Bengtsson C, Blohme G, Hallberg L, Hallstrom T, Isaksson B, Korsan-Bengtsen K, et al (1973). The study of women in Gothenburg 1968 -1969 - a population study. General design, purpose and sampling results. Acta Med Scand 193: 311-318.

De Leon MJ, Ferris SH, George AE, Reisberg B, Kricheff, II, Gershon S (1980). Computed tomography evaluations of brain-behavior relationships in senile dementia of the

Alzheimer's type. Neurobiol Aging 1: 69-79.

Djernes JK (2006). Prevalence and predictors of depression in populations of elderly: a review. Acta Psychiatr Scand 113: 372-387.

Dolan RJ, Calloway SP, Thacker PF, Mann AH (1986). The cerebral cortical appearance in depressed subjects. Psychol Med 16: 775-779.

Dotson VM, Davatzikos C, Kraut MA, Resnick SM (2009). Depressive symptoms and brain volumes in older adults: a longitudinal magnetic resonance imaging study. J Psychiatry Neurosci 34: 367-375.

Drevets WC, Price JL, Furey ML (2008). Brain structural and functional abnormalities in mood disorders: implications for neurocircuitry models of depression. Brain Struct Funct 213: 93-118.


Frisoni GB (2001). Structural imaging in the clinical diagnosis of Alzheimer's disease: problems and tools. J Neurol Neurosurg Psychiatry 70: 711-718.

Godin O, Dufouil C, Maillard P, Delcroix N, Mazoyer B, Crivello F, et al (2008). White matter lesions as a predictor of depression in the elderly: the 3C-Dijon study. Biol Psychiatry 63: 663-669.

Greenwald BS, Kramer-Ginsberg E, Krishnan KR, Ashtari M, Auerbach C, Patel M (1998). Neuroanatomic localization of magnetic resonance imaging signal hyperintensities in geriatric depression. Stroke 29: 613-617.

Guo X, Waern M, Sjogren K, Lissner L, Bengtsson C, Bjorkelund C, et al (2007). Midlife respiratory function and Incidence of Alzheimer's disease: a 29-year longitudinal study in women. Neurobiol Aging 28: 343-350.

Gustafson D, Lissner L, Bengtsson C, Bjorkelund C, Skoog I (2004). A 24-year follow-up of body mass index and cerebral atrophy. Neurology 63: 1876-1881.

Hercher C, Turecki G, Mechawar N (2009). Through the looking glass: examining

neuroanatomical evidence for cellular alterations in major depression. J Psychiatr Res 43: 947-961.

Ikram MA, Luijendijk HJ, Vernooij MW, Hofman A, Niessen WJ, van der Lugt A, et al (2010). Vascular brain disease and depression in the elderly. Epidemiology 21: 78-81. Khundakar AA, Thomas AJ (2009). Morphometric changes in early- and late-life major depressive disorder: evidence from postmortem studies. Int Psychogeriatr 21: 844-854. Kumar A, Jin Z, Bilker W, Udupa J, Gottlieb G (1998). Late-onset minor and major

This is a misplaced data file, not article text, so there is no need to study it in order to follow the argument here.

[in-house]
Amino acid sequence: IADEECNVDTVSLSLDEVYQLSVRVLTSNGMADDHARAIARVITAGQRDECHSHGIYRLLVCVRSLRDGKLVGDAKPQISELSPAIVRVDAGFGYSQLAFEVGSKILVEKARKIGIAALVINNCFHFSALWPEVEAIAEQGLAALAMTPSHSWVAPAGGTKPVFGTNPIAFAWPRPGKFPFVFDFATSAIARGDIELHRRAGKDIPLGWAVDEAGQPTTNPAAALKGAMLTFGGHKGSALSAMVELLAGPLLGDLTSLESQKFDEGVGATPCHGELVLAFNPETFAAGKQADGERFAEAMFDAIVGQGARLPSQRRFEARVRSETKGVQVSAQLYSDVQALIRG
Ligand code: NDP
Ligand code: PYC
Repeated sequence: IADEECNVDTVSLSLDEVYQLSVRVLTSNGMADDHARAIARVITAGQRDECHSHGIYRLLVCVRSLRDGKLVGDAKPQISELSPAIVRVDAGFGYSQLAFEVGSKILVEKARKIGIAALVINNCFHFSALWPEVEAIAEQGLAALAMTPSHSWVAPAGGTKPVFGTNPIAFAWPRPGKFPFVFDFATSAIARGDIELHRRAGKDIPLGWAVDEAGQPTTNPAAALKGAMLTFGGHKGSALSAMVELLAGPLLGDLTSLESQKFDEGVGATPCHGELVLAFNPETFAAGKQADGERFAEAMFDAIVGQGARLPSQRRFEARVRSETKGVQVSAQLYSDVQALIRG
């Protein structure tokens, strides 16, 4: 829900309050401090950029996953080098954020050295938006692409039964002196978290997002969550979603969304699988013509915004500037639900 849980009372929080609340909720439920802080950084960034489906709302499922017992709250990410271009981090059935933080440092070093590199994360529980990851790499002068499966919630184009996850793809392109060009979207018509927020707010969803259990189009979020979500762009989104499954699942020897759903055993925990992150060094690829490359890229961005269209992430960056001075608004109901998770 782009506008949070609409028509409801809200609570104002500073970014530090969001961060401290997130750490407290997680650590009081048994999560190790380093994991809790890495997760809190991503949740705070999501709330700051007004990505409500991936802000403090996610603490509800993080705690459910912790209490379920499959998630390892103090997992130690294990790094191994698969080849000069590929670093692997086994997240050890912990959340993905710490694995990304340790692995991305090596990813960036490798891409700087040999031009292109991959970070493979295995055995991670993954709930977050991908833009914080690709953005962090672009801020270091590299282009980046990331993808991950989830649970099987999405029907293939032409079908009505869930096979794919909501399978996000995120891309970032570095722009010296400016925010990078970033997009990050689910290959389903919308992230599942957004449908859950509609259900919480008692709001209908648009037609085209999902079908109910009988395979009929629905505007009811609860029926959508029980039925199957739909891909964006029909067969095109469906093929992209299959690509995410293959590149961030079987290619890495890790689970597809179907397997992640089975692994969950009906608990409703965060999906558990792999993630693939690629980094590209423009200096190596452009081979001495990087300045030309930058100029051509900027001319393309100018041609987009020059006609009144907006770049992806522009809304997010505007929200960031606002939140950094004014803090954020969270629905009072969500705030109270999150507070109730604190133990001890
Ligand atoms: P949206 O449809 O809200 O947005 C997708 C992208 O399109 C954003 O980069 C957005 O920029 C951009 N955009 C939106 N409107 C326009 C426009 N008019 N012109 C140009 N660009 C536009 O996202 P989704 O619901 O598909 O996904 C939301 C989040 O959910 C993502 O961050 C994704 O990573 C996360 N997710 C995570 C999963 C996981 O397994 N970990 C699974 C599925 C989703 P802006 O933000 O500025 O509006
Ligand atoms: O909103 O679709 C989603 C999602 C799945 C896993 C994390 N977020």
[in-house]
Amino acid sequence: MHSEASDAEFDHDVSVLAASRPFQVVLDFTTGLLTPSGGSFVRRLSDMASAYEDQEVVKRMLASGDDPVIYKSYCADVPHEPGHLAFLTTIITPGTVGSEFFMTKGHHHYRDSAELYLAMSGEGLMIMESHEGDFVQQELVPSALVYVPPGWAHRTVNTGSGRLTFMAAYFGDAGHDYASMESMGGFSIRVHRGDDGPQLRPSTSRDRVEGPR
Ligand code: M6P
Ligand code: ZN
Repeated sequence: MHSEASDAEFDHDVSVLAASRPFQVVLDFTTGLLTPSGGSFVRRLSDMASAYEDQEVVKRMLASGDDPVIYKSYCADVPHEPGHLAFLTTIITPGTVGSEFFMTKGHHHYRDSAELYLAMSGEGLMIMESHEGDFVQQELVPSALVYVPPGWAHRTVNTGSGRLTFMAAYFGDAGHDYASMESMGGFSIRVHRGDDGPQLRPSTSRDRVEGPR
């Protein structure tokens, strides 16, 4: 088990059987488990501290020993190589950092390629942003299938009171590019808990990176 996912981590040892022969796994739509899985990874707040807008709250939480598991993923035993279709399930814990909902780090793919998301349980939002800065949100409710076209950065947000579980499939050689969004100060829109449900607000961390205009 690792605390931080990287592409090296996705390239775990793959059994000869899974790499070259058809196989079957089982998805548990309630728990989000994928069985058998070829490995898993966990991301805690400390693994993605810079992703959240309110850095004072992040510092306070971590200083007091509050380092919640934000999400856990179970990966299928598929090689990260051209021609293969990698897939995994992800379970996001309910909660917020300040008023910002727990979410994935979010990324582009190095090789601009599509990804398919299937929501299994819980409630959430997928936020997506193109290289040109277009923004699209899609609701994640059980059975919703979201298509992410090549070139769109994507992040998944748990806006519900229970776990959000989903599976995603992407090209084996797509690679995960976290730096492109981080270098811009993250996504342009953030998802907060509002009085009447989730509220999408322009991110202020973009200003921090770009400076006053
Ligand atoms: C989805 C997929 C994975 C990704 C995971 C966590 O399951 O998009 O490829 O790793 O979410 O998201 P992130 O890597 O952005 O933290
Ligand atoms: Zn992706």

Kumar A, Bilker W, Jin Z, Udupa J (2000). Atrophy and high intensity lesions: complementary neurobiological mechanisms in late-life major depression. Neuropsychopharmacology 22: 264-274.

Kumar A, Mintz J, Bilker W, Gottlieb G (2002). Autonomous neurobiological pathways to late-life major depressive disorder: clinical and pathophysiological implications.

Neuropsychopharmacology 26: 229-236.

Lopez OL, Becker JT, Jungreis CA, Rezek D, Estol C, Boller F, et al (1995). Computed tomography--but not magnetic resonance imaging--identified periventricular white-matter lesions predict symptomatic cerebrovascular disease in probable Alzheimer's disease. Arch Neurol 52: 659-664.

Lucassen PJ, Fuchs E, Czeh B (2004). Antidepressant treatment with tianeptine reduces apoptosis in the hippocampal dentate gyrus and temporal cortex. Biol Psychiatry 55: 789-796.

Lupien SJ, de Leon M, de Santi S, Convit A, Tarshish C, Nair NP, et al (1998). Cortisol levels during human aging predict hippocampal atrophy and memory deficits. Nat Neurosci 1: 69-73.

Palsson S, Skoog I (1997). The epidemiology of affective disorders in the elderly: a review. Int Clin Psychopharmacol 12: S3-13.

Pantoni L, Garcia JH (1997). Pathogenesis of leukoaraiosis: a review. Stroke 28: 652-659. Pittenger C, Duman RS (2008). Stress, depression, and neuroplasticity: a convergence of

mechanisms. Neuropsychopharmacology 33: 88-109.


Rabins PV, Pearlson GD, Aylward E, Kumar AJ, Dowell K (1991). Cortical magnetic resonance imaging changes in elderly inpatients with major depression. Am J Psychiatry 148: 617-620.

Rainer MK, Mucke HA, Zehetmayer S, Krampla W, Kuselbauer T, Weissgram S, et al (2006). Data from the VITA Study do not support the concept of vascular depression. Am J Geriatr Psychiatry 14: 531-537.

Ressler KJ, Mayberg HS (2007). Targeting abnormal neural circuits in mood and anxiety disorders: from the laboratory to the clinic. Nat Neurosci 10: 1116-1124.